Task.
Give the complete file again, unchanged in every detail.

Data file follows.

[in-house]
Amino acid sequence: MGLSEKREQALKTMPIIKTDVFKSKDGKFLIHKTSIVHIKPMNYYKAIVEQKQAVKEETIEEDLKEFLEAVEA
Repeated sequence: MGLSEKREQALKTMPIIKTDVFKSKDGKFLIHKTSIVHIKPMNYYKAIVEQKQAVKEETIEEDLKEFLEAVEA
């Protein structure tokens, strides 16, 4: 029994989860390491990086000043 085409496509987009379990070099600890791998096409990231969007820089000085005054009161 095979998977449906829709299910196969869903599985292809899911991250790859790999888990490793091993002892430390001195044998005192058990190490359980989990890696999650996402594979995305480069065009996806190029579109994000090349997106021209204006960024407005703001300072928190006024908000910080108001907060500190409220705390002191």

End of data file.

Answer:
[in-house]
Amino acid sequence: MGLSEKREQALKTMPIIKTDVFKSKDGKFLIHKTSIVHIKPMNYYKAIVEQKQAVKEETIEEDLKEFLEAVEA
Repeated sequence: MGLSEKREQALKTMPIIKTDVFKSKDGKFLIHKTSIVHIKPMNYYKAIVEQKQAVKEETIEEDLKEFLEAVEA
């Protein structure tokens, strides 16, 4: 029994989860390491990086000043 085409496509987009379990070099600890791998096409990231969007820089000085005054009161 095979998977449906829709299910196969869903599985292809899911991250790859790999888990490793091993002892430390001195044998005192058990190490359980989990890696999650996402594979995305480069065009996806190029579109994000090349997106021209204006960024407005703001300072928190006024908000910080108001907060500190409220705390002191």